Today marks the one-year anniversary of the pandemic-driven market low.
It’s with sardonic irony that the S&P 500 Volatility Index known as the VIX broke key support – $20.
True, this isn’t the first time it crossed or even closed below that price in the past year.
But, this is the first time it did so with conviction.
And it could lead to another major market rally in the near future.
We want to unpack this statement because it’s not as simple as ‘VIX goes down markets go up.’
You need to understand why this time is different and what it means for traders and investors.
Because the rally could be a final fake that sucks johnny-come-latelies in at the top.
And none of us want that.
So, here’s what you need to look for.
What the VIX really means
A lot of confusion surrounds the VIX that we want to clear up first.
Pundits refer to the VIX as the ‘fear gauge’ of the markets.
Why is that?
Well, the VIX measures implied volatility through option demand on the S&P 500.
What most people don’t know is this.
Large funds make up the majority of the option volume on the S&P 500 (not the SPY but the S&P 500). And they tend to favor buying put contracts. Buying put contracts pays them when the market declines, which protects their portfolio of long (owned) stocks.
Think of it as insurance.
Fun fact: This natural bias makes put buying on ETFs and indexes generally more expensive while calls on individual stocks tend to be the opposite.
If big money thinks the market is about to decline or head lower, they demand and buy more put options on the S&P 500. In turn, that drives up the VIX index.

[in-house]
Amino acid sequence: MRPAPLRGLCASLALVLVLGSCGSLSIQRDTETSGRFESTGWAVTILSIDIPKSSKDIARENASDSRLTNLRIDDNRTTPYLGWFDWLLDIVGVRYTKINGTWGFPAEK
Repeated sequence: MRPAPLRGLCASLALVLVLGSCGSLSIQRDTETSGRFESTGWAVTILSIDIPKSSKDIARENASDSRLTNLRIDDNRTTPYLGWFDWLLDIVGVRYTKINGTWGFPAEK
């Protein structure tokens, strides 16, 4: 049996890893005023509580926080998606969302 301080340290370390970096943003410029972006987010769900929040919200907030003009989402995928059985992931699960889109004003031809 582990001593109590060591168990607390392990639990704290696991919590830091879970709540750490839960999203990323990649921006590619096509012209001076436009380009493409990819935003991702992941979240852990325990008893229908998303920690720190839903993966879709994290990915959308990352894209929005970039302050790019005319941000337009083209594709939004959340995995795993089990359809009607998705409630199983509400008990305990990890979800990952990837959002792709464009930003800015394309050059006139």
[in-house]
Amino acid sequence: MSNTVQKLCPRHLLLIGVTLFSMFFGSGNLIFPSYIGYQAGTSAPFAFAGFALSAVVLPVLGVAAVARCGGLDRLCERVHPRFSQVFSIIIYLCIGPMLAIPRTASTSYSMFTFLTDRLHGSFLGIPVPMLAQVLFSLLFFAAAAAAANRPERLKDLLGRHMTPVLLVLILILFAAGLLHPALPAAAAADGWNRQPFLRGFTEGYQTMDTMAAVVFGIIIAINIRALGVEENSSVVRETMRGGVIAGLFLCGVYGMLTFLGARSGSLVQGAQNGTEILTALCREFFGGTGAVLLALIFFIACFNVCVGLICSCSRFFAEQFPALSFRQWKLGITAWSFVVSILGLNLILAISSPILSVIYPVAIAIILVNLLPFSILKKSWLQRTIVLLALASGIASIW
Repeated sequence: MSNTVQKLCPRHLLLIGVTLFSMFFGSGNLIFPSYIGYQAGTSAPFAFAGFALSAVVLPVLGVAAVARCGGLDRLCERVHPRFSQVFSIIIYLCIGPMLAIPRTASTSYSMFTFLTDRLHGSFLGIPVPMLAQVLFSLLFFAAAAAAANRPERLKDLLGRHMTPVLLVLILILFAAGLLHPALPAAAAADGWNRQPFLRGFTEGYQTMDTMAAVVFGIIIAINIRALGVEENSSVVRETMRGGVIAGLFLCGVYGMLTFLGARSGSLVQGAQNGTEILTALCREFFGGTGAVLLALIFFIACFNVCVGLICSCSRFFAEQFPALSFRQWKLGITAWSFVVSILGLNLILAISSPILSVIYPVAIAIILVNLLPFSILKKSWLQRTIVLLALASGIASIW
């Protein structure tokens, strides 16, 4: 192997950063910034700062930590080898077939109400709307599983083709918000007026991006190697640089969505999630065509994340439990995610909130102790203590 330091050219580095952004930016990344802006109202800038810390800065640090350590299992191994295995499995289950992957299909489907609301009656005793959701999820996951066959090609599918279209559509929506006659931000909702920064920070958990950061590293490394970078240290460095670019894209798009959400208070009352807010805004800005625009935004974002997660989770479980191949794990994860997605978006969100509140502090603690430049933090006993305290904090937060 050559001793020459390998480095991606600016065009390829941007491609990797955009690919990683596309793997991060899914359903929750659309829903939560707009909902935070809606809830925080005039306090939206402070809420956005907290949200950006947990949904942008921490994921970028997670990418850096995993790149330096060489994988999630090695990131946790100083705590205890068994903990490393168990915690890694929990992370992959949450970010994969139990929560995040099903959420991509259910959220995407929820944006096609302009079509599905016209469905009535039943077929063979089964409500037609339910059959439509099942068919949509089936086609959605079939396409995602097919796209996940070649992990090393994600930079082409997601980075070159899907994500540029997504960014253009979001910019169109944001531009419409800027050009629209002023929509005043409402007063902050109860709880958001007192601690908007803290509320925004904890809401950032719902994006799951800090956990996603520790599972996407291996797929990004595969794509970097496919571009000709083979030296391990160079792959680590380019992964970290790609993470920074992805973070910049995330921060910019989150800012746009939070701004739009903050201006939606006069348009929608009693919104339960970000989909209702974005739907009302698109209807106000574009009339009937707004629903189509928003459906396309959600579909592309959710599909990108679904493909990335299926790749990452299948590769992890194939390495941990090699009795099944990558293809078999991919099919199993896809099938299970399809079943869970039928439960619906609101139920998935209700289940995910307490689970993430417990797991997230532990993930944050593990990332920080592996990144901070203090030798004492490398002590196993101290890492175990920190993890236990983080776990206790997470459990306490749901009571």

Historically, the VIX trades between $15-$18. Since the market collapse last year, it hasn’t stayed below $20 for any meaningful amount of time.
And the reason for that isn’t entirely clear.
As noted earlier, the index measures option demand on the S&P 500. With retail traders taking a more active role in options trading than ever before, it’s also possible they gobbled up either call or put options.
What we do know is that the VIX rarely stays above historical averages for more than a few months and almost never for a year.
So, dropping back into ‘normal’ territory is a significant achievement.
Short-term market impact
For the most part, markets find temporary tops when the VIX drops too low and bottoms when it climbs too high.
However, a general trend lower in the VIX often coincides with market rallies as long as the lows aren’t well below historical averages (IE near $12 or lower).
So, if we see the VIX close the week firmly below $20, trend followers and market technicians will take that as a sign the VIX will continue lower until it reaches some support level (likely around $17).
Here’s the thing to keep in mind.
The VIX could hit that support level in a matter of days, not weeks. That could lead to a quick rally in equities. But, if the VIX itself stops trending lower, you can bet it will have an impact on the broader market.
Think of it like this…
A certain amount of demand for ‘market insurance’ exists at different price levels associated with the VIX. Each of these points pit sellers against buyers. If sellers cannot overwhelm buyers, the VIX stops moving lower.
Because we know the historical average is between $16-$18, you can bet your bottom dollar that big money knows this as well.
So, it’s reasonable to expect they or others will purchase option contracts on the S&P 500 around that range.
Again, this just creates an area of probabilities, not guarantees.
Turning this into a plan
Knowing what we know, we can draft a plan whether we’re an investor or trader.
Investors can use this knowledge to rotate out of higher-risk positions that turned a profit already.
Traders can either play the possible market rally or wait for the VIX to reverse its trend alongside the major indexes.
None of this is a guarantee this will happen.
Just an analysis of what CAN happen.
And that is the foundation of any comprehensive investment or trading plan.